There were a few things that I didn't care for, most of which are quite minor and cosmetic.  First, the way the unit was designed had these stylish columns right along the main hallway when you came in.  I like columns and all, but these were placed in such a way that they narrowed that hallway considerably.  While it seemed they were structurally necessary, I could see that they could've easily been placed further out or not used at all without compromising the structural integrity of the 2nd floor.  The master bedroom has an unusual layout too.  It has its own bathroom with a shower, but it also has a whirlpool and sauna that are actually part of the bedroom.  I just found it odd.  While yes, for the most part the people using the master bedroom will be the only people using the whirlpool and sauna, that's not always true, plus it makes the whole bedroom humid and steamy when it's being used.  I would much rather have that be part of the bathroom (which was a separate room attached to the bedroom) than part of the bedroom.  The other thing I was disappointed with was that many of the technology things, like the TVs and phones, were pretty dated.  Each bedroom and the living room had a TV (the one in my room would not change channels at all), but they were older TVs with the old 4:3 format instead of a widescreen.  I could understand the bedrooms maybe not having new widescreen TVs, but just putting one in the living room would instantly update the room without changing anything else.  The TVs weren't just old-looking, though, they were starting to look fuzzy and have picture quality problems too.  I know, the TVs don't make or break it and we certainly don't come out there to watch TV, but sometimes it's nice to sit back and relax while watching TV or a movie, so having a TV that's in good shape (and at least CLOSE to as good as what I have at home) is much appreciated.  The light switches were also in somewhat bizarre places for some of the rooms and the fans were controlled by those round dimmer switches from the 1980s.  The bedroom doors have closers on them, so the only way I could keep the door open to prevent the room from being absolutely freezing from the air conditioning, was to prop it open.  I didn't really understand the point of having the doors do that, and it was only the bedroom doors, not the bathroom doors.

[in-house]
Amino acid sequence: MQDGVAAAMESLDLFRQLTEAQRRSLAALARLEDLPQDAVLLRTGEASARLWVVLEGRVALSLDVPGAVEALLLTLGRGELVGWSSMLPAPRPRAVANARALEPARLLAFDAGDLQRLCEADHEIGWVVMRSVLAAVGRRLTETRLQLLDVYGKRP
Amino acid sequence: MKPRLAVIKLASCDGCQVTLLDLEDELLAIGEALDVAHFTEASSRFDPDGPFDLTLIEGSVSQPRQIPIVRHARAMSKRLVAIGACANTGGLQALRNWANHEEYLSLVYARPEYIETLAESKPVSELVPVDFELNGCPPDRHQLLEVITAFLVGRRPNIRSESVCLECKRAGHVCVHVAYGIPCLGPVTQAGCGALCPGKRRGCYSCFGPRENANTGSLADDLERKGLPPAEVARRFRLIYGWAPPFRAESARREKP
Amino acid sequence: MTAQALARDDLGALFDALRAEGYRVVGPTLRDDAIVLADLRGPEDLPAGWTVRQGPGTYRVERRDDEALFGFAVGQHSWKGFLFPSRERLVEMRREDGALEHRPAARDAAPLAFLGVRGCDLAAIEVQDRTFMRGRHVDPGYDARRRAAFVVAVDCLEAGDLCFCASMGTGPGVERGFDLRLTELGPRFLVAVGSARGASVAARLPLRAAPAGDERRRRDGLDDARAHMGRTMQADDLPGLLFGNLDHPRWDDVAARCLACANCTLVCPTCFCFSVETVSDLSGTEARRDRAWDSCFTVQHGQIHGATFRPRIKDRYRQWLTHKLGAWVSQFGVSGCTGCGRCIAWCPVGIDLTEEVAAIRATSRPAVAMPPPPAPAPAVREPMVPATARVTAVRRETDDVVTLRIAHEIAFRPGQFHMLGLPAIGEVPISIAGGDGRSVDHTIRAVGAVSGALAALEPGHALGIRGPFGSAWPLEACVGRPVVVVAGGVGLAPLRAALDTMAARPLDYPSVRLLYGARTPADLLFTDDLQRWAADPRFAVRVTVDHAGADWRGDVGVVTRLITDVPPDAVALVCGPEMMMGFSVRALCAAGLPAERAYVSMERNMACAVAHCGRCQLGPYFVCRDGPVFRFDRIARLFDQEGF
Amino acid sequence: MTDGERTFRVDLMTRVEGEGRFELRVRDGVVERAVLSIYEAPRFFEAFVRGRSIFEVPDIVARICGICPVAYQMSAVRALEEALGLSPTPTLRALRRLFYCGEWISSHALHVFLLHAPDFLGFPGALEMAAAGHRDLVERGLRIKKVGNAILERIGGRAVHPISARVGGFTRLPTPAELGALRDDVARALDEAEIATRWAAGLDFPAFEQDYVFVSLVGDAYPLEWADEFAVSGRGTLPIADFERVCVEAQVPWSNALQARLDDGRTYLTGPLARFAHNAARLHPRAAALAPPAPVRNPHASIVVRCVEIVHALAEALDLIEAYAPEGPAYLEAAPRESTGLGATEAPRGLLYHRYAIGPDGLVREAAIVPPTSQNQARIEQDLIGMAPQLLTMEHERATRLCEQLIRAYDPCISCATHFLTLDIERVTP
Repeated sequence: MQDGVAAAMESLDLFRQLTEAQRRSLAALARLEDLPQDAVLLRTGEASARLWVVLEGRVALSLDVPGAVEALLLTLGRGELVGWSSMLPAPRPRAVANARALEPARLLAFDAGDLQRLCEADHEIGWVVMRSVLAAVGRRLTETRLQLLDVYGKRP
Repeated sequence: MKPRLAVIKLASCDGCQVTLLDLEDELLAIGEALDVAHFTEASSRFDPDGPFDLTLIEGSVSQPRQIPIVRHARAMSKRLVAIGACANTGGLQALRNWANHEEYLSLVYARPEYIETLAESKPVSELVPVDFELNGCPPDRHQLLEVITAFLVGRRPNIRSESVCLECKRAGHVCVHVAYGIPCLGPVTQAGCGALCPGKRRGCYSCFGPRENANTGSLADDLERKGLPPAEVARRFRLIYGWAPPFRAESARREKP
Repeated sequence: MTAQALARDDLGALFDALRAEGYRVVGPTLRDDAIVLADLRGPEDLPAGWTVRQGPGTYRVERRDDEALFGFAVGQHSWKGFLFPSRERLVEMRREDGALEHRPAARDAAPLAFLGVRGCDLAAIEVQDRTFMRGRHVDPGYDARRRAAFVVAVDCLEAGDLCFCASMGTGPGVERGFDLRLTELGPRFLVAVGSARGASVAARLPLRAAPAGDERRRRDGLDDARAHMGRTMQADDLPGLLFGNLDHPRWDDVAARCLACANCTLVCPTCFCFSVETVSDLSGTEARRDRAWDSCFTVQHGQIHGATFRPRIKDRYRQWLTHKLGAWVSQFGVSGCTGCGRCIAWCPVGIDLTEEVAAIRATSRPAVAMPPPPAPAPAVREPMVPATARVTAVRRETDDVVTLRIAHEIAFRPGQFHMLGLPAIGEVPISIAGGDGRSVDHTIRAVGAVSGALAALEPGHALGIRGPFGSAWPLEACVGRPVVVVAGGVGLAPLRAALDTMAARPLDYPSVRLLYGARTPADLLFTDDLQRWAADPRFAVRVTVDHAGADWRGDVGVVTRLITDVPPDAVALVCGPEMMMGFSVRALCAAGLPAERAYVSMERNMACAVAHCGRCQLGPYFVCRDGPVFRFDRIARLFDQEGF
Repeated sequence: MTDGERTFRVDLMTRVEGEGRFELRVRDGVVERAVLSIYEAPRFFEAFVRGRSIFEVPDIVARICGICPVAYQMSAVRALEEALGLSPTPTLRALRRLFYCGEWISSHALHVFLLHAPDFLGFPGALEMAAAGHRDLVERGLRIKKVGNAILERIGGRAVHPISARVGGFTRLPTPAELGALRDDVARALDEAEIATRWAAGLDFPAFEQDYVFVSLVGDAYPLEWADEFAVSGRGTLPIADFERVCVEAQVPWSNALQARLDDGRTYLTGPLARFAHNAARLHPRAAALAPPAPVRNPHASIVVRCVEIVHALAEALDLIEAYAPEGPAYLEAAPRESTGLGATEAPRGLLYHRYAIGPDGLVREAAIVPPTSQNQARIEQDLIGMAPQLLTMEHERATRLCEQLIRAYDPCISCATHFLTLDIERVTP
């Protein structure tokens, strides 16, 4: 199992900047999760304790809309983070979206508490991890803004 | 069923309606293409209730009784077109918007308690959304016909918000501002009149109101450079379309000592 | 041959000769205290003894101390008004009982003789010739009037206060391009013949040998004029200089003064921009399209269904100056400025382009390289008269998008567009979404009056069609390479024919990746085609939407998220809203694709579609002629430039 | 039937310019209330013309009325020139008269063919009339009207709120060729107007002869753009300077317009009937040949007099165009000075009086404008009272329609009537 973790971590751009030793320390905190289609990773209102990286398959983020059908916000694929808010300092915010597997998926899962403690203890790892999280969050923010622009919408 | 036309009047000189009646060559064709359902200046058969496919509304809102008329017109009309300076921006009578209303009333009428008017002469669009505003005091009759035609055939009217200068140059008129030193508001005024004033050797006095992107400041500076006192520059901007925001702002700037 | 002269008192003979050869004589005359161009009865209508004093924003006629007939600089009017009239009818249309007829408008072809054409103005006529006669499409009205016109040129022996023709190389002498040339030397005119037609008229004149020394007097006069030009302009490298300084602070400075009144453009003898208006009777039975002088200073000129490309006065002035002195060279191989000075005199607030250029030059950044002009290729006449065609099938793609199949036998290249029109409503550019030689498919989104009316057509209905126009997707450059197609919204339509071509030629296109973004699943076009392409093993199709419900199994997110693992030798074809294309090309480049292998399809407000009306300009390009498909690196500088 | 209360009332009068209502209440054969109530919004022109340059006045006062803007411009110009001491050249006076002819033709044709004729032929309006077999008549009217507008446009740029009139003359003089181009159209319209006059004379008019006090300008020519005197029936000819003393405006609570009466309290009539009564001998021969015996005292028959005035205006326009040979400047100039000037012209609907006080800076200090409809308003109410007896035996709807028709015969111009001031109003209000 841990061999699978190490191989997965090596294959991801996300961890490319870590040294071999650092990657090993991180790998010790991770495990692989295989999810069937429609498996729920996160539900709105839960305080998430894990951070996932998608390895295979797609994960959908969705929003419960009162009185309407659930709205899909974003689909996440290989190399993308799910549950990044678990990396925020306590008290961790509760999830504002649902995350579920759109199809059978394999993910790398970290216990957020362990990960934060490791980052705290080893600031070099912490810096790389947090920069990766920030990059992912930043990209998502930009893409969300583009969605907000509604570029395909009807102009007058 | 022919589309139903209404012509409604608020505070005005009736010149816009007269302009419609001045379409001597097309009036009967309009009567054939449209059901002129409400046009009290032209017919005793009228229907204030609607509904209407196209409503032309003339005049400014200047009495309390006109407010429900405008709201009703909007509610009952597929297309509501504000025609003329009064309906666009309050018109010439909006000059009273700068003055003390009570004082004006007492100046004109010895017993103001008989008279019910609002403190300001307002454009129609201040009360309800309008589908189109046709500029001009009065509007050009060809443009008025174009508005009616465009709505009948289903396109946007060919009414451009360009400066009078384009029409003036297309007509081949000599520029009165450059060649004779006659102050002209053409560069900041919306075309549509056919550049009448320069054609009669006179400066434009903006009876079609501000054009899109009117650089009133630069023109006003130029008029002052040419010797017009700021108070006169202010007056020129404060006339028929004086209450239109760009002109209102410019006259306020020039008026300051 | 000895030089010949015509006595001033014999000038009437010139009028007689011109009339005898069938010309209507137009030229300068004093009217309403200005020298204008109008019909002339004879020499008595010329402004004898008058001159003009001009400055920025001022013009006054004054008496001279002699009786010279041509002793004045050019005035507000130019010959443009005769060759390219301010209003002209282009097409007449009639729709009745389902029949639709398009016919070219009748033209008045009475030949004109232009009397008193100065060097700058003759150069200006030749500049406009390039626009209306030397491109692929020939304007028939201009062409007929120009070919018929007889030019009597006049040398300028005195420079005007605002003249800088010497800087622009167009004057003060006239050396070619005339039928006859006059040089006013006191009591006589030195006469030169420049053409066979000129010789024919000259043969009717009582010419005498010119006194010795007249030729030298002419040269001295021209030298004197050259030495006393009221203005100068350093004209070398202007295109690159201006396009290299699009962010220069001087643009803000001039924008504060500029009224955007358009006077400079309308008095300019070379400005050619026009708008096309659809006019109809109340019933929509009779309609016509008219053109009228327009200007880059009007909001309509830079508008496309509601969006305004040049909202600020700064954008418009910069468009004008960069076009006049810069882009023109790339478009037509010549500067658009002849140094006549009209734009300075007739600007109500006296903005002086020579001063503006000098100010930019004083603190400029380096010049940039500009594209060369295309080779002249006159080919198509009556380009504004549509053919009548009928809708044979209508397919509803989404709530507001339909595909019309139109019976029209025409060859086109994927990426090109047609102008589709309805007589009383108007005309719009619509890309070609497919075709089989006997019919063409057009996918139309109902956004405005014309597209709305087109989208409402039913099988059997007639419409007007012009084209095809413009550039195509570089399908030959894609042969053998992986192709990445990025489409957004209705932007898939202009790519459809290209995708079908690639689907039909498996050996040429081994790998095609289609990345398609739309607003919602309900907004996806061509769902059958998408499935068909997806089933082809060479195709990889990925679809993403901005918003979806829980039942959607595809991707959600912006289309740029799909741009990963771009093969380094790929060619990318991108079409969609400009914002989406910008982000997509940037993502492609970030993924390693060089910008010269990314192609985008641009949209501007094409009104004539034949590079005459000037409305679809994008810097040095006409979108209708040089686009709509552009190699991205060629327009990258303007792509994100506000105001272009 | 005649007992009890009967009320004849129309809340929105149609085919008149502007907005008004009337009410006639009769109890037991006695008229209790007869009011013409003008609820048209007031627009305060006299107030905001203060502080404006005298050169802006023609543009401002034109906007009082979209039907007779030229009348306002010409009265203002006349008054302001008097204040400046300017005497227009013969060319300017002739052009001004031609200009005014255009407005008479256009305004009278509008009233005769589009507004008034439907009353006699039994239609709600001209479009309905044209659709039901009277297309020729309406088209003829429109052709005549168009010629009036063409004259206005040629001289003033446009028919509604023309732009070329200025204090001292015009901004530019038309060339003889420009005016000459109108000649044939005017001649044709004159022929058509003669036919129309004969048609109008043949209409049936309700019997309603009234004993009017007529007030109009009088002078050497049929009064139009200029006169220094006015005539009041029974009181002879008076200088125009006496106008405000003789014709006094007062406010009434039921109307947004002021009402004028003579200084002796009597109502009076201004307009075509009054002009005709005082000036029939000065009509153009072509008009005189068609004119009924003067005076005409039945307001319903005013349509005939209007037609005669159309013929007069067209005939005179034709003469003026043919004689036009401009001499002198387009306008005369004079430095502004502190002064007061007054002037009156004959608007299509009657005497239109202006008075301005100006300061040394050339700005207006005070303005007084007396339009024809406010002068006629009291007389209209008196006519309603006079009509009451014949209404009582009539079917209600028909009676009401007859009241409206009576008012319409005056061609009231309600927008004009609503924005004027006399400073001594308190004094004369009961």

View from the loft
My biggest complaint was the Internet service there.  The resort has access to wireless Internet, but only via AT&T hotspots, not a wireless network of its own.  As a result, if you don't have AT&T at home you can opt to pay for Internet service to access the hotspot, or like us, you can log in using your AT&T U-Verse account.  While it worked out for us, even so the entire complex was using the same hotspot.  As a result, Internet was very slow, and that was after the headache of just getting online in the first place!  For the amount of money people are paying to stay there, decent Internet service isn't too much to ask.  Again, like TV, it's not why we come there, but it's how most people stay in touch and connected these days.  My brother, for instance, still had to work while he was there, so he needed Internet access.  It's not that expensive to set up a simple wireless network that can properly handle the traffic from the complex, and they could even add a small fee to the bills and no one would even notice or care.  Instead, it was like stepping back in time about 15 years to the days of long-distance (there was even a charge to make local calls!) and slow Internet (the speed was almost as slow as dial-up).

Master bedroom with sauna, whirlpool, and fireplace